EU Parliament: Follow the fraudulent money and confiscate it

European Parliament. Committee on Civil Liberties, Justice and Home Affairs (LIBE) and Committee on Economic and Monetary Affairs (ECON) joint meeting. Vote by a show of hands. (EP Audiovisual Servises, 20/02/2014).

European Parliament. Committee on Civil Liberties, Justice and Home Affairs (LIBE) and Committee on Economic and Monetary Affairs (ECON) joint meeting. Vote by a show of hands. (EP Audiovisual Services, 20/02/2014).

In two parallel actions the European Parliament approved, with stormy majorities, two draft laws; one against money laundering and one more to facilitate the confiscation of fraudulently acquired assets. In the first case, the Economic Affairs and the Justice and Home Affairs committees amended a Commission proposal to list in public registers the ultimate owners of companies and trusts. In the second case, the full Parliament agreed with the Commission and approved a draft directive text to facilitate the freezing and confiscation of convicted crooks’ assets across the EU. The complementarity of the two new laws is obvious. It will be more difficult for crooks and criminals to hide illegally acquired assets, while it will be easier for the national authorities to confiscate them.

Starting from the ending of anonymity for the owners of companies and trusts, the new directive demands that the member states should create public registers, where “The ultimate owners of companies and trusts would have to be listed”. To this effect last Thursday, the MEPs of the Economic Affairs and the Justice and Home Affairs committees approved the final update of the draft anti-money laundering rules. Casinos are included in the scope of the draft rules, but decisions to exclude other gambling services posing a low risk are left to member states.

45 yes, 1 no

The text that the two Committees approved with 45 votes to 1 and 1 abstention will be put to a vote by the full Parliament in March. The new Parliament to be elected in May will begin negotiations with the European Commission and the Council of Ministers (the member states). This procedure may take a long time to be accomplished, but the Parliament believes that the Italian Presidency in the second half of this year will promote the issue very actively in the Council.

“The outcome of this vote is a big step forward in the fight against tax evasion and a clear call for more transparency. With this vote Parliament has shown, from left to right, that it is in favour of public beneficial ownership registers, and thus sends a strong signal to the Council for forthcoming negotiations on the file. By approving the establishment of beneficial ownership registers, the committees have shown that they are serious in their demand to finally break with the tradition of hidden company ownership”, said Civil Liberties Committee rapporteur Judith Sargentini (Greens/EFA, NL).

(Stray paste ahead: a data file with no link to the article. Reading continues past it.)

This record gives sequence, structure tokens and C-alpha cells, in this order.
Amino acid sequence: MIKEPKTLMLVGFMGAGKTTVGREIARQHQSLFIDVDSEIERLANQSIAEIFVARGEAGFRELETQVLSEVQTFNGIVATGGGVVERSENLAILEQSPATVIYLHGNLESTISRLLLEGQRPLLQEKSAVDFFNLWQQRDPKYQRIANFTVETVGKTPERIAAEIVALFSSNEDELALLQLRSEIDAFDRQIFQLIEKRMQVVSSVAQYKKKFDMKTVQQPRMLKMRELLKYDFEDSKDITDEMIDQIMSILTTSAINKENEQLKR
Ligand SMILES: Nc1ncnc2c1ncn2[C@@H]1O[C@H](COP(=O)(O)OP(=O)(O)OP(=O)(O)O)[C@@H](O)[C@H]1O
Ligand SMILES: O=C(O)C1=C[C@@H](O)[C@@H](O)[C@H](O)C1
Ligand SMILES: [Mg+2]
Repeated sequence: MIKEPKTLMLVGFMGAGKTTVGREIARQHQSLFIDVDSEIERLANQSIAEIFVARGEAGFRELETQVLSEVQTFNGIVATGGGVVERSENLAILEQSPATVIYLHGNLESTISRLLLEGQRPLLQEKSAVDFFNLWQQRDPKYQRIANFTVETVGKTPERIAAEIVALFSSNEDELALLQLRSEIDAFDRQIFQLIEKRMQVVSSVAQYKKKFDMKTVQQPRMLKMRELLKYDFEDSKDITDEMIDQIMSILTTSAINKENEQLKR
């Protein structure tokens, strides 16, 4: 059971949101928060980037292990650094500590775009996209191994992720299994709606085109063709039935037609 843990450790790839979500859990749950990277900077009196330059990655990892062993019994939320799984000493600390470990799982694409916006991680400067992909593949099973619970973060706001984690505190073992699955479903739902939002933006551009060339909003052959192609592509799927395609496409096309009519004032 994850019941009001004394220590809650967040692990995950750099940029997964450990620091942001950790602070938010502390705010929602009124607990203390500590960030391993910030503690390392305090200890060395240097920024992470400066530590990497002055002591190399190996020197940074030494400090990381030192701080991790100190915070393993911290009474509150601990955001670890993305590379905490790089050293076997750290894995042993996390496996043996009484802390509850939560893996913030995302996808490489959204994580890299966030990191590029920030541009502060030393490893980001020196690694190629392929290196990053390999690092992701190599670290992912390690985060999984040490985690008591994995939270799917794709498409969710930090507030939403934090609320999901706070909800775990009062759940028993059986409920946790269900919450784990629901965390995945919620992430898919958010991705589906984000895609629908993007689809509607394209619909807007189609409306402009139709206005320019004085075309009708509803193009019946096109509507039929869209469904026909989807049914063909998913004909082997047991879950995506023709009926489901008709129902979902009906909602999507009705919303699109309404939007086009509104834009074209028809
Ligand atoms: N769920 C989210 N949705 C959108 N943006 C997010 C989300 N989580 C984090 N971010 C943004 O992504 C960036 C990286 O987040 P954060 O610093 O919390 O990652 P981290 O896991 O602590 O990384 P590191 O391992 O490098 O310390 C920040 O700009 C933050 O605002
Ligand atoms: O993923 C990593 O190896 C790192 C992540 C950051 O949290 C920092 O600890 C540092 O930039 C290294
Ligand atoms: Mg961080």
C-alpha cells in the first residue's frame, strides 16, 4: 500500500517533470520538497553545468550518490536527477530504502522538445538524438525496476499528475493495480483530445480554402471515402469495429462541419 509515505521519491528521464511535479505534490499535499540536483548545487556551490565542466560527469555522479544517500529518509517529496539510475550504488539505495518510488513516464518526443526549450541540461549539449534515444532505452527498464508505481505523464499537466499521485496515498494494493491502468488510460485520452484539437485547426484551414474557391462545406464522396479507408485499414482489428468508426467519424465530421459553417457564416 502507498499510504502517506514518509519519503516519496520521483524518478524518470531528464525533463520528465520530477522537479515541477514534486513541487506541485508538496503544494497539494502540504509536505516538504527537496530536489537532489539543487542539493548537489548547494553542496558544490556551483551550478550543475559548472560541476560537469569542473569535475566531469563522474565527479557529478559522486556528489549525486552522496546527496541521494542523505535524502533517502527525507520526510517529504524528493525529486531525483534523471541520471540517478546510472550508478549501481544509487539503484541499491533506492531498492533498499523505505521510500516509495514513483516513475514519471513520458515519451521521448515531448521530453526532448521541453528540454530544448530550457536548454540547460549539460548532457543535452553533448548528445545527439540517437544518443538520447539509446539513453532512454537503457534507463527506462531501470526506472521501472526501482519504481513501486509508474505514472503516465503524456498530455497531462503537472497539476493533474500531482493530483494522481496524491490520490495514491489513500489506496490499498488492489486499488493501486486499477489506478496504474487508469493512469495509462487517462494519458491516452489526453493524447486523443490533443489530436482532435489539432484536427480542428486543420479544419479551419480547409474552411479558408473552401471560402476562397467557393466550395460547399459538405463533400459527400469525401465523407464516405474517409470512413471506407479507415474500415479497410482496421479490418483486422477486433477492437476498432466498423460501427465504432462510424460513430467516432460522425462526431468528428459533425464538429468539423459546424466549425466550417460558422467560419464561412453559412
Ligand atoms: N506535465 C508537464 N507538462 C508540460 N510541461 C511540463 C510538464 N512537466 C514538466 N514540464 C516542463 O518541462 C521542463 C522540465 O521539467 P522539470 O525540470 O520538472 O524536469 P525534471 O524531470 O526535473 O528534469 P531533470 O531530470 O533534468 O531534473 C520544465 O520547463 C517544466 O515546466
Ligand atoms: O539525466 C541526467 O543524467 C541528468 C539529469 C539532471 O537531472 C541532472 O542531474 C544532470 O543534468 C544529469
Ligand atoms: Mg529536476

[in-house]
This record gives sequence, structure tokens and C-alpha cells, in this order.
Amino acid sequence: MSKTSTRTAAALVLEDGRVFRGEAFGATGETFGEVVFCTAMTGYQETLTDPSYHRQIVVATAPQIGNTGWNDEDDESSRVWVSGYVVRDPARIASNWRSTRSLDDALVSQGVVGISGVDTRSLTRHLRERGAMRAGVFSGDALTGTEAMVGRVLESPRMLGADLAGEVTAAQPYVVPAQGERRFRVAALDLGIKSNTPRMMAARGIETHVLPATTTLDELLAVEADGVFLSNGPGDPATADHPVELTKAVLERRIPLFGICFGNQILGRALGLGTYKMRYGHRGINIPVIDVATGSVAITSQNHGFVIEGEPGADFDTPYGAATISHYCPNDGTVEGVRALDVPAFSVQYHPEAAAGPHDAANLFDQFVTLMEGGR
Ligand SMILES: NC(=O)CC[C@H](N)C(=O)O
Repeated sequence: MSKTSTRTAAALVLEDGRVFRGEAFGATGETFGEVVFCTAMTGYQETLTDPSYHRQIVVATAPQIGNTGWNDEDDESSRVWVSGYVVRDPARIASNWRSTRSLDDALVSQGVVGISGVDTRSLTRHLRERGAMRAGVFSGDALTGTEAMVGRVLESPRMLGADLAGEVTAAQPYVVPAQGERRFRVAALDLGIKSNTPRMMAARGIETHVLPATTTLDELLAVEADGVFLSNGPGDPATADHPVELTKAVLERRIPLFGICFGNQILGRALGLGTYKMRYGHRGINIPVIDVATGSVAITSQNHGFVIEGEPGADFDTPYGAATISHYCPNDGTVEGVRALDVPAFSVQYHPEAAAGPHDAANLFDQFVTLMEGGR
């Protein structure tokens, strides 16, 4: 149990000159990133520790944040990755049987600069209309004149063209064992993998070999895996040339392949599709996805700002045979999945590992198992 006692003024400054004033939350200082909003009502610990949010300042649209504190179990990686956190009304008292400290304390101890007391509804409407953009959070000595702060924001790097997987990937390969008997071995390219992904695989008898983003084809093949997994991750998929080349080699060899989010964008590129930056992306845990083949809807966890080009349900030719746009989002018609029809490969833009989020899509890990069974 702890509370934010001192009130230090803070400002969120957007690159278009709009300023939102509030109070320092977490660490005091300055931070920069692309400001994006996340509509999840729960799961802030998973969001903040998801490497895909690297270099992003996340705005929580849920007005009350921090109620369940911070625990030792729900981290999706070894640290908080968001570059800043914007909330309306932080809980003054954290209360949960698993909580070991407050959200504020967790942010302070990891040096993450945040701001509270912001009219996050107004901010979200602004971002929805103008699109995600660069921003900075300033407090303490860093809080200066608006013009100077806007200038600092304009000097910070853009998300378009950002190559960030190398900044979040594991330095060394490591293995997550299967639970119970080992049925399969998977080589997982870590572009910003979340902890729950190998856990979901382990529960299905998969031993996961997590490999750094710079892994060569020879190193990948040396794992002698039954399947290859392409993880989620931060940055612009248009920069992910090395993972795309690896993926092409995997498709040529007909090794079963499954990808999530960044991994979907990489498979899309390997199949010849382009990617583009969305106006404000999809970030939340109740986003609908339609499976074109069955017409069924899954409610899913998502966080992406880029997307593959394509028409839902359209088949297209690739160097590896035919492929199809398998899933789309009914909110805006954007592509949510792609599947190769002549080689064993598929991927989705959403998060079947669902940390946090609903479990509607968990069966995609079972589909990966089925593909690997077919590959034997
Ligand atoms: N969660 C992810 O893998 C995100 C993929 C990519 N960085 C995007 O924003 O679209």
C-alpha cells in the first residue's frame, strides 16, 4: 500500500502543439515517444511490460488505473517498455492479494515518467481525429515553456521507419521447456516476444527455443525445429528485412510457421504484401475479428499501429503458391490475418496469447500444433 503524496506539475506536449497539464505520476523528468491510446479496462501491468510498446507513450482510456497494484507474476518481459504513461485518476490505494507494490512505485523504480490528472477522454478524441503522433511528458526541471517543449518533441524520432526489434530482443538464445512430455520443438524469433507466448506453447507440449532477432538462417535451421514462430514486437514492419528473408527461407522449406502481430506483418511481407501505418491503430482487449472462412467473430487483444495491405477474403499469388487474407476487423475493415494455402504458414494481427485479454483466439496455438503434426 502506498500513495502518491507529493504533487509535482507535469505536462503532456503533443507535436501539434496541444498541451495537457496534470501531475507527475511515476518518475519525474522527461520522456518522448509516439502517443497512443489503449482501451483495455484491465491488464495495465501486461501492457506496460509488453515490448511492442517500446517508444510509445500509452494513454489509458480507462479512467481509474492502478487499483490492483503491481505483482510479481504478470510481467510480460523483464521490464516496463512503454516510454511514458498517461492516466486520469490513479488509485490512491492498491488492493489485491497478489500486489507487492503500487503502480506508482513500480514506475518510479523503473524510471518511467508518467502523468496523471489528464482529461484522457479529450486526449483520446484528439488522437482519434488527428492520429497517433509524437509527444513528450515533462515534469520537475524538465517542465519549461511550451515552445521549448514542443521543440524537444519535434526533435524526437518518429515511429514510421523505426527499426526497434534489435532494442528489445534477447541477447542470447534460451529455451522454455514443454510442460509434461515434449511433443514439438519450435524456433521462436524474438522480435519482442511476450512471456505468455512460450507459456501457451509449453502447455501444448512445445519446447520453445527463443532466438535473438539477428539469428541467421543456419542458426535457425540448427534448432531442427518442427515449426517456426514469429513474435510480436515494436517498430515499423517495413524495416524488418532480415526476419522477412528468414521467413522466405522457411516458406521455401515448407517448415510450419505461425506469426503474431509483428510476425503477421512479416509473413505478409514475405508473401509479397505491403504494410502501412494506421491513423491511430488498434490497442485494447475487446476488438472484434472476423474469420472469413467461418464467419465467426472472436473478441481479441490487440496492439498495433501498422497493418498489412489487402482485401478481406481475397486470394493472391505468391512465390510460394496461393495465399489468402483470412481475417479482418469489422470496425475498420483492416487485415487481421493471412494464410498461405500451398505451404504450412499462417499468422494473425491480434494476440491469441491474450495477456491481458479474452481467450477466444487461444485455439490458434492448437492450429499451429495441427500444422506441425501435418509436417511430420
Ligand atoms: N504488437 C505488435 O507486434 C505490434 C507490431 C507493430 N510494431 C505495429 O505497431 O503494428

The problem is that within the EU territory and in the neighboring jurisdictions there are innumerable opportunities to hide financial assets in full anonymity. To mention a few, what about the English Channel Islands, the strong bank secrecy laws in Luxembourg, Lichtenstein, Austria, Malta and elsewhere, the London City with its direct connections with offshore paradises all over the world, the Swiss bank accounts and the many more not widely known opportunities to hide assets?

Will all those governments and authorities be ready to close the holes? It’s very doubtful, but the new directive is a step in the right direction. Lawmakers owe that to the hard-working and heavily taxed hundreds of millions of EU citizens. In any case, the discussion and the negotiations between the three EU institutions over the text of this directive will be very difficult and long.

Confiscate the crooks’ money

The second draft law requires member states to enable the confiscation of criminal assets following a final conviction. It will also enable the authorities to confiscate assets even if the suspect or accused person is ill or having disappeared, e.g. through in absentia proceedings. Extended confiscation would be possible where a court, “on the basis of the circumstances of the case (…) is satisfied that the property in question is derived from criminal conduct”.

This draft directive, by introducing new rules which make it easier to confiscate crooks’ assets across the EU, is much more mature from the point of view of procedures than the money laundering law. In this case, there is already agreement between the three EU decision-making bodies, the Parliament, the Council and the Commission. After it was voted yesterday in the full house with 631 in favour, 19 against, 25 abstentions, it is expected to be formally approved by the Council in the coming weeks. Member states will have 30 months to transpose the directive into their national laws. Ireland will take part in these arrangements, while the UK and Denmark will not.

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  1. Gede Prama says:

    visit your blog, read an interesting article. thank you friends for sharing and greetings compassion 🙂

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